Follow Slashdot stories on Twitter

 



Forgot your password?
typodupeerror
Get HideMyAss! VPN, PC Mag's Top 10 VPNs of 2016 for 55% off for a Limited Time ×

Comment Re:It's inevitable (Score 2) 167

Hey, at least we plebs know where we stand. So crimes, in descending order or importance are:

- Making a politician look stupid
- Preventing a corporation from maximising their profits
- Ridicule of any government organisation
- crimes against rich people
- ...
- ...
- property crimes ( rich people only)
- murder (poor people only)
- rape (poor people only)
(sorry, property crimes again poor people don't count at all)

It's good to know ones place in society.

Comment Re:C'mon - (Score 1) 28

They could have don't something creative, like give a tip to someone they don't like that their stock is going to plunge. Wait until the person has shorted the stock, then make some announcement (We're going into Chapter 11, etc).

Once the stock tanks, and your enemy has made some money, report them to the SEC for fraud, and tell the police that your enemy has hacked the account.

Sit back and watch them try to explain it.

Comment The Walking Dead - needs a speed up (Score 2) 296

I had some time in hospital, so I bought the first 4 seasons of The Walking dead and watched them through.

I watched the first season in real time, that was ok. For the second season, things just went too slowly, so I watched it on 2x.

After that, I watched all of the remaining series in 2x. Far better pacing. I know that the show likes to set the atmosphere and be slow, but it was too slow for me. At 2x speed, it was perfect.

Occasionally, I had to go back and watch a scene in normal speed again, but that wasn't too often.

Comment Re:A preview of President Trump's upcoming win. (Score 1) 693

This is why you can't trust anyone over 30, they are prone to be invested in the status quo.

That's a valid concern. The Eurovision song contest is a culturally significant European event, only open to truly integrated European countries, .... like Australia https://en.wikipedia.org/wiki/Australia_in_the_Eurovision_Song_Contest/

Comment Re: Control (Score 1) 693

This is why you can't trust anyone over 30, they are prone to be invested in the status quo.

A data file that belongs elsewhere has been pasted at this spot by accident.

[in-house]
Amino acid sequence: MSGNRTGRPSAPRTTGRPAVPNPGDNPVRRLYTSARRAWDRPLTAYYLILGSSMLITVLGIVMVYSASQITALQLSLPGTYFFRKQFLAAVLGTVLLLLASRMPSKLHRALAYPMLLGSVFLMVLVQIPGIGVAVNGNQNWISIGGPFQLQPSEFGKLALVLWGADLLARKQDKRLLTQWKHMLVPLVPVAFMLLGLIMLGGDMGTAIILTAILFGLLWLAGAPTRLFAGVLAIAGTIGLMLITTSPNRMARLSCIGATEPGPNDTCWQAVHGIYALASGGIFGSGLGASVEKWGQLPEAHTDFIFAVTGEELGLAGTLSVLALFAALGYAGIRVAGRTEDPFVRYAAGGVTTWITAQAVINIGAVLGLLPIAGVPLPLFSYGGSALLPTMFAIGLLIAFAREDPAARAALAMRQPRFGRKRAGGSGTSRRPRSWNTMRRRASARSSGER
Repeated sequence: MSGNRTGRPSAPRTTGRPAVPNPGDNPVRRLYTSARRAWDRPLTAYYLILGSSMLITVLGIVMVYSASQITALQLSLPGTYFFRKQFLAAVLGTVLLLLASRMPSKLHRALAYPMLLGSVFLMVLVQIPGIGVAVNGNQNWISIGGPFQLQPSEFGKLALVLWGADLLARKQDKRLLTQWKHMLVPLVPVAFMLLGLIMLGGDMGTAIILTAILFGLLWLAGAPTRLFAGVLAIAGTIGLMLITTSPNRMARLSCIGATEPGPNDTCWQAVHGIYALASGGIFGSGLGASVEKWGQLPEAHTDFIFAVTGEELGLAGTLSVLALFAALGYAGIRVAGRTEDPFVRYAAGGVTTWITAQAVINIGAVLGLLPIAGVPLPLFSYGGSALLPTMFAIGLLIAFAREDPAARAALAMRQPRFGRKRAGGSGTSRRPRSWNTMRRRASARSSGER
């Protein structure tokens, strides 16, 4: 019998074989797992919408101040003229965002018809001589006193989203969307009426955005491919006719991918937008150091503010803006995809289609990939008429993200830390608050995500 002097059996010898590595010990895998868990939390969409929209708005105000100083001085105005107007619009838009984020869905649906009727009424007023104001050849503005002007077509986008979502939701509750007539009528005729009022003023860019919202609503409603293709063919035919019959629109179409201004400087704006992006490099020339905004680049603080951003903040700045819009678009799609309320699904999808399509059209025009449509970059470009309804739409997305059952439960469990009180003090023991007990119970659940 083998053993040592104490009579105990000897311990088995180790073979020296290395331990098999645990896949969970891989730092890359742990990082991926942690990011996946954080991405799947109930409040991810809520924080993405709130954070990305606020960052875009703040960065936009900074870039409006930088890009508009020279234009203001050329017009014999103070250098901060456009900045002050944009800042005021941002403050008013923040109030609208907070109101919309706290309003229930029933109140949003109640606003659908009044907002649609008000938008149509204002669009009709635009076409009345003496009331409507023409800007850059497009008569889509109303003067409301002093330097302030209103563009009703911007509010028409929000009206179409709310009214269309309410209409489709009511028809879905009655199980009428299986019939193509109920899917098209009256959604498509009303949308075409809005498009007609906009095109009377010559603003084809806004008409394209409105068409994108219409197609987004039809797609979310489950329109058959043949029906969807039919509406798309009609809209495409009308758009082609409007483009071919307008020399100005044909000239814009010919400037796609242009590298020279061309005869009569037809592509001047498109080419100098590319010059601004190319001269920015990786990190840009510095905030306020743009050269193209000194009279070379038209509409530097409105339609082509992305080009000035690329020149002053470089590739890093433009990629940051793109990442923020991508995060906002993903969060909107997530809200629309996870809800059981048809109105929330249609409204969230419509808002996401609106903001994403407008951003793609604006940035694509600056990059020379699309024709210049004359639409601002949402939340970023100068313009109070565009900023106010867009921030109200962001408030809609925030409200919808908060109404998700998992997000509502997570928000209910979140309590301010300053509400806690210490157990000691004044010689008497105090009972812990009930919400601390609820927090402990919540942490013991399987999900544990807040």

How do you reconcile this with the fact that 27% of 18-24 year old voted to leave, and 73% voted for the status quo?

See: http://www.bbc.com/news/uk-politics-36616028/

Also, of the 65+ age group, 60% voted to leave.

If appears that reality has some disagreements with what you think. Now, unless you're Steve Jobs, you can't distort reality.

Comment Re: I'm glad Slashdot posted this (Score 1) 410

No, that's sort of only right. There were physical constraints they had to deal with, with some extra security, but not the main bag checking security.

They blew up the check in area as that is where you drop off large bags, and they had large bombs in suitcases, not hand luggage size bags.

There are two exits from where they were towards the gates. The international gates has the passport control. You could physically take large bags through there, but you would get stopped by the police. The other exit is for European destinations, and there are large metal bollards made to stop the bag trolleys. It would have been very noticeable if they had tried to squeeze their bags past.

Only after both of these exit points, nearer to the walkways to the gates (and of course, past the shops) are the hand luggage scanners and the extra security. They could have never made it that far with their large suitcases.

The bombers set off their bombs at the best place they could, just like a car bomb could only be set off outside, and not inside a terminal building.

 

Comment Re:Wow, they really are stuck in the past (Score 4, Informative) 486

The bombers of the airport in Brussels exploded their bombs in the check-in area (before the passport control and even further from the baggage scanners). When the airport reopened, they had pushed the security as far back as they could.

There are now military+police checkpoints for cars before you get near the airport, just off the highway exits. It would be difficult to get a car bomb past. You have to get dropped off in a specific car park and walk up to 2 km to get to the security queue to get into the temporary airport buildings.

The queue for the next security check, where they check bags is about 500m long. Everyone is in a very long, thin queue. If there were bombs in the bags to be checked in, the best they could do is explode in the queue outside of the building, which would cause little damage, except to the few within 10m or so.